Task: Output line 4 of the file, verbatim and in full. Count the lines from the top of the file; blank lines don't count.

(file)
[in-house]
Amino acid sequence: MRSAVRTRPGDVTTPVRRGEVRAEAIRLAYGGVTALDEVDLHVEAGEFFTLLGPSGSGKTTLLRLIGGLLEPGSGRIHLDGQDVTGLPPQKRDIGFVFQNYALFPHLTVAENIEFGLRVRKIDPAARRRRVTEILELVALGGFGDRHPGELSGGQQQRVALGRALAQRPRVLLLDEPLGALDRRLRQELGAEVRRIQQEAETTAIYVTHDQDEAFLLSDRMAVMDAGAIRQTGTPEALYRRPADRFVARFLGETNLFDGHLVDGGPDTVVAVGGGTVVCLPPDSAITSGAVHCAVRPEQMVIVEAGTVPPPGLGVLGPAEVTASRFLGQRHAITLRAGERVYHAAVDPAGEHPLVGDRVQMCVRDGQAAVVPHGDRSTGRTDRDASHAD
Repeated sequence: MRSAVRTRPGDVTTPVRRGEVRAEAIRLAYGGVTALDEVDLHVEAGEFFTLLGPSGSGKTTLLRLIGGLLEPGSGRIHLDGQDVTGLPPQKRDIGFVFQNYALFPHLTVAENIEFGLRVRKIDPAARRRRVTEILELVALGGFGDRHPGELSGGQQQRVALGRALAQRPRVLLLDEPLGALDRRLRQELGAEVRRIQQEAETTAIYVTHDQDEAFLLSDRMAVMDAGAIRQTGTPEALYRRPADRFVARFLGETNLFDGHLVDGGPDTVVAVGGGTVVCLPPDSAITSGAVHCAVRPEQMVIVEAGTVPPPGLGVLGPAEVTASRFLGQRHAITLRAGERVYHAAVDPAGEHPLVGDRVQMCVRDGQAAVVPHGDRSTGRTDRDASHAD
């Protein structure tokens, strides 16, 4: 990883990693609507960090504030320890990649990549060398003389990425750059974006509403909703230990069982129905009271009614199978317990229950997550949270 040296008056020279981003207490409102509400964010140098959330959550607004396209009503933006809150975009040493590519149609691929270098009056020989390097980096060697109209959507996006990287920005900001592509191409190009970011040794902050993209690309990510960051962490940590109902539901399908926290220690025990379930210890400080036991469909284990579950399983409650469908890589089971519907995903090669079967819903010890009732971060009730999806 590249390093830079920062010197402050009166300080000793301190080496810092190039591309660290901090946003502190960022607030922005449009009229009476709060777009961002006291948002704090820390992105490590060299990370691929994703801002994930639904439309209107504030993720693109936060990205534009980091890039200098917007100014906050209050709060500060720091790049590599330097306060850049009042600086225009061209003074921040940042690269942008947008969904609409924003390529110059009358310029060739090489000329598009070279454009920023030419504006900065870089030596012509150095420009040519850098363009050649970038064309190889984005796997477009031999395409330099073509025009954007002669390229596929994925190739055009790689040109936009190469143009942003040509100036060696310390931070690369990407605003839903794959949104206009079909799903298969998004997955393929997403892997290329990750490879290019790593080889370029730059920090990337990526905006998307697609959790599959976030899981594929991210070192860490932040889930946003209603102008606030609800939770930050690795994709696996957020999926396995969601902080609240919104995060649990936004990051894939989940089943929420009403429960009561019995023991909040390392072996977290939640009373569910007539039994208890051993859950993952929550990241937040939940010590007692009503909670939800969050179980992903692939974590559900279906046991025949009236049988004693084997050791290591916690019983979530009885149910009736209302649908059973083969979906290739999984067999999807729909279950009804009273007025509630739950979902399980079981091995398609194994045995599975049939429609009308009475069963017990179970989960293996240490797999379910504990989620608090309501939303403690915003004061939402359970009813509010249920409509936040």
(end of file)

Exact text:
């Protein structure tokens, strides 16, 4: 990883990693609507960090504030320890990649990549060398003389990425750059974006509403909703230990069982129905009271009614199978317990229950997550949270 040296008056020279981003207490409102509400964010140098959330959550607004396209009503933006809150975009040493590519149609691929270098009056020989390097980096060697109209959507996006990287920005900001592509191409190009970011040794902050993209690309990510960051962490940590109902539901399908926290220690025990379930210890400080036991469909284990579950399983409650469908890589089971519907995903090669079967819903010890009732971060009730999806 590249390093830079920062010197402050009166300080000793301190080496810092190039591309660290901090946003502190960022607030922005449009009229009476709060777009961002006291948002704090820390992105490590060299990370691929994703801002994930639904439309209107504030993720693109936060990205534009980091890039200098917007100014906050209050709060500060720091790049590599330097306060850049009042600086225009061209003074921040940042690269942008947008969904609409924003390529110059009358310029060739090489000329598009070279454009920023030419504006900065870089030596012509150095420009040519850098363009050649970038064309190889984005796997477009031999395409330099073509025009954007002669390229596929994925190739055009790689040109936009190469143009942003040509100036060696310390931070690369990407605003839903794959949104206009079909799903298969998004997955393929997403892997290329990750490879290019790593080889370029730059920090990337990526905006998307697609959790599959976030899981594929991210070192860490932040889930946003209603102008606030609800939770930050690795994709696996957020999926396995969601902080609240919104995060649990936004990051894939989940089943929420009403429960009561019995023991909040390392072996977290939640009373569910007539039994208890051993859950993952929550990241937040939940010590007692009503909670939800969050179980992903692939974590559900279906046991025949009236049988004693084997050791290591916690019983979530009885149910009736209302649908059973083969979906290739999984067999999807729909279950009804009273007025509630739950979902399980079981091995398609194994045995599975049939429609009308009475069963017990179970989960293996240490797999379910504990989620608090309501939303403690915003004061939402359970009813509010249920409509936040």